• An economy, which is booming, is characterized by certain variables.Unemployment is low, job confidence is high, because of this confidencespending by consumers is also high. This has an impact on most businesses.Organizations have to be able to keep up with the increased demand if they areto increase turnover. An economy, which is in a recession, is characterized byhigh unemployment, and low confidence. Because of high unemploymentspending is low, confidence about job security is also low. Businesses face atough time, consumers will not spend because of low disposable income. Manybusinesses start cutting back on costs i.e. Labor, introduce shorter weeks andcut back on advertising to save money.Case: In the early 1990’s when the UK economy was in a slump, andbusinesses were folding repeatedly, a security company called ‘Dreadlockssecurity’ to combat falling sales embarked on strategy of cutting back onlabor costs, and doubling advertising expenditure. The companies’ theorywas that not their entire target segment was affected by the recession andhe had to fight for the customers that still had the income to spend onsecurity products.Economies globally also have an impact on UK businesses, cheaper labourabroad affects the competitiveness of UK products nationally and globally. Anincrease in interest rates in the USA will effect the share price of UK stocks oradverse weather conditions in India may affect the price of tea.A truly global player has to be aware of economic conditions across all bordersand ensure they employ strategies and tactics that their protects their business.SocialWithin society forces such as family, friends, media affect our attitude, interestand opinions. These forces shape who we are as people and the way we behaveand what we ultimately purchase. For example within the UK peoples attitudesare changing towards their diet and health. As a result the UK is seeing anincrease in the number of people joining fitness clubs and a massive growth forthe demand of organic food. On the other end of the spectrum the UK is worriedabout the lack of exercise its youngster are obtaining. These ‘fast food games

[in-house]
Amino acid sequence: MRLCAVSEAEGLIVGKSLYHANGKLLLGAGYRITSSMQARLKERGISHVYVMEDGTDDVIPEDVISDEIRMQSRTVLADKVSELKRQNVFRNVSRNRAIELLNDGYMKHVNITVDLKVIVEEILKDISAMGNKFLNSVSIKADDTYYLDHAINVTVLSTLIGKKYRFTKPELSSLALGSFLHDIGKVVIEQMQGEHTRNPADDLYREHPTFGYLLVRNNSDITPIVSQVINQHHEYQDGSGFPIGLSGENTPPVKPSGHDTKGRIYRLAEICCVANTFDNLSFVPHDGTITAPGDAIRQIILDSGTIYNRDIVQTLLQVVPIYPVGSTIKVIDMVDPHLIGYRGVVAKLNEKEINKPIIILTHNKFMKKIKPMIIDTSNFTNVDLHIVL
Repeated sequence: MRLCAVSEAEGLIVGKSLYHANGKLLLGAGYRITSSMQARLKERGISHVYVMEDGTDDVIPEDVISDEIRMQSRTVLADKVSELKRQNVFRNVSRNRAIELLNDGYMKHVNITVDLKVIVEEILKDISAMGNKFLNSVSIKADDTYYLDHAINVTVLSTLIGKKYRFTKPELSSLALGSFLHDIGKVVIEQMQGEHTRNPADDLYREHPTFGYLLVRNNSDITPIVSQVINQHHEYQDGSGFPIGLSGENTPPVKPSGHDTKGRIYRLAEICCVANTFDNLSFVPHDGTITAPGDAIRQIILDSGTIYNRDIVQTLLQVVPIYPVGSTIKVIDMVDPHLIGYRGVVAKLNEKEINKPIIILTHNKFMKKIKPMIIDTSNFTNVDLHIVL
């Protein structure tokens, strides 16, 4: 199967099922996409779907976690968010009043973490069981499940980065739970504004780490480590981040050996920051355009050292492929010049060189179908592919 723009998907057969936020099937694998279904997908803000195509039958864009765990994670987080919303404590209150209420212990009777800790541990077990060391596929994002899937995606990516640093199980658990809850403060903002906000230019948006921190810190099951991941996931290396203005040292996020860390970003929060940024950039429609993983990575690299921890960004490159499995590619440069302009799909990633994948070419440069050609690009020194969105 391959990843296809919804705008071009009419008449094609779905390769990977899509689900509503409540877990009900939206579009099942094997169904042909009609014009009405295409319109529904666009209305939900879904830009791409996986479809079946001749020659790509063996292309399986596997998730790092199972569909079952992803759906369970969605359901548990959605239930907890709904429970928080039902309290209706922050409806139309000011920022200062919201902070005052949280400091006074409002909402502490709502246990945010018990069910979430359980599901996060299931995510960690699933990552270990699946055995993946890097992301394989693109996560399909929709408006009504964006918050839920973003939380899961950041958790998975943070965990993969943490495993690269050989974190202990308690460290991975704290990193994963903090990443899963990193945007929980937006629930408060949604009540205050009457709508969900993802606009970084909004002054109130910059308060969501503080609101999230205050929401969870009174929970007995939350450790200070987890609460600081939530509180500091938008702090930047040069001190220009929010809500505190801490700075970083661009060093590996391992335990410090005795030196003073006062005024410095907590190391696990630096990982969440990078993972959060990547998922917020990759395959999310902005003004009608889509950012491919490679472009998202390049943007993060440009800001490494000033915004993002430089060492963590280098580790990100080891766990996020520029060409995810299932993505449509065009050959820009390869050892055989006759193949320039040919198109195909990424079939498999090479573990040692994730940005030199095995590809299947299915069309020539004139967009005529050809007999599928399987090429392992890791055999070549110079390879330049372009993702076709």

• console’ children are more likely to experience health problems in their future because of the lifestyle they are living now. Population changes also have a direct impact on all organizations. Changes in the structure of a population will affect the supply and demand of goods and services within an economy. In Japan the fall in the birth rate has had a major impact on the sales of toys, as demand falls competition for the remaining market becomes very intense. If this trend continues it will have an impact on other sectors within the future affecting teen products, 20’s products and so on. As society changes, as behaviors change organizations must be able to offer products and services that aim to complement and benefit peoples lifestyle and behavior. Technological Changes in technology are changing the way business operates. The Internet is having a profound impact on the marketing mix strategy of organisations. Consumers can now shop 24 hours a day comfortably from their homes. The challenge these organisation faces is to ensure that they can deliver on their promise. Those businesses, which are slow to react, will fall at the first few hurdles. This technological revolution means a faster exchange of information beneficial for businesses as they can react quickly to changes within their operating environment. There is renewed interest by many governments to encourage investment in research and development and develop technology that will give their country the competitive edge. The pace of technological change is so fast that in the computer industry the average life of a computer chip is approximately 6 months. In the name of progression technology will continue to evolve organsiations that continue to ignore this will face extinction. New Product Development Why develop new products for your business? Every business needs to innovate to stay ahead of the competition. No business can continue to offer the same unchanged product, if they did so, profit would not be maximized and sales would start to fall. Here we will look at some of the reasons why a company may introduce new products into its portfolio.• Consumer needs may change, forcing the company to adapt with these changing needs. If we look at food sectors around the world, consumers are becoming more